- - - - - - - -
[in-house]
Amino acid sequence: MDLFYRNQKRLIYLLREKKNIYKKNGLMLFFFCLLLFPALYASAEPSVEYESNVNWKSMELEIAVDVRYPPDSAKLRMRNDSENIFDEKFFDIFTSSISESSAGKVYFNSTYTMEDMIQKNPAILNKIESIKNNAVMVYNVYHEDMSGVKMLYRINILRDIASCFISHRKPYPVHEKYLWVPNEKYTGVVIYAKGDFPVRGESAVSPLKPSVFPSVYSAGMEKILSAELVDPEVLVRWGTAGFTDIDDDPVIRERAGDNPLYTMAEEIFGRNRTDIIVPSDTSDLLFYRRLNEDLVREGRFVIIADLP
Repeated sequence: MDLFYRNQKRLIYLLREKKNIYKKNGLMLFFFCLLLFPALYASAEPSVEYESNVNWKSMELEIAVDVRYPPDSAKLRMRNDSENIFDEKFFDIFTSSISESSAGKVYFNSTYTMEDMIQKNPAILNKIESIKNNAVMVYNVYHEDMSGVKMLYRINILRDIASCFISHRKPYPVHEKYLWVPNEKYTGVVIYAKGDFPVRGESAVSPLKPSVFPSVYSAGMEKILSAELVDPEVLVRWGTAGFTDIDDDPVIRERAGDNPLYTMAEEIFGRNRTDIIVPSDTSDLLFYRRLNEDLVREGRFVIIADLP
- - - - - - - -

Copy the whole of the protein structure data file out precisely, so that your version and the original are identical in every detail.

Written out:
[in-house]
Amino acid sequence: MDLFYRNQKRLIYLLREKKNIYKKNGLMLFFFCLLLFPALYASAEPSVEYESNVNWKSMELEIAVDVRYPPDSAKLRMRNDSENIFDEKFFDIFTSSISESSAGKVYFNSTYTMEDMIQKNPAILNKIESIKNNAVMVYNVYHEDMSGVKMLYRINILRDIASCFISHRKPYPVHEKYLWVPNEKYTGVVIYAKGDFPVRGESAVSPLKPSVFPSVYSAGMEKILSAELVDPEVLVRWGTAGFTDIDDDPVIRERAGDNPLYTMAEEIFGRNRTDIIVPSDTSDLLFYRRLNEDLVREGRFVIIADLP
Repeated sequence: MDLFYRNQKRLIYLLREKKNIYKKNGLMLFFFCLLLFPALYASAEPSVEYESNVNWKSMELEIAVDVRYPPDSAKLRMRNDSENIFDEKFFDIFTSSISESSAGKVYFNSTYTMEDMIQKNPAILNKIESIKNNAVMVYNVYHEDMSGVKMLYRINILRDIASCFISHRKPYPVHEKYLWVPNEKYTGVVIYAKGDFPVRGESAVSPLKPSVFPSVYSAGMEKILSAELVDPEVLVRWGTAGFTDIDDDPVIRERAGDNPLYTMAEEIFGRNRTDIIVPSDTSDLLFYRRLNEDLVREGRFVIIADLP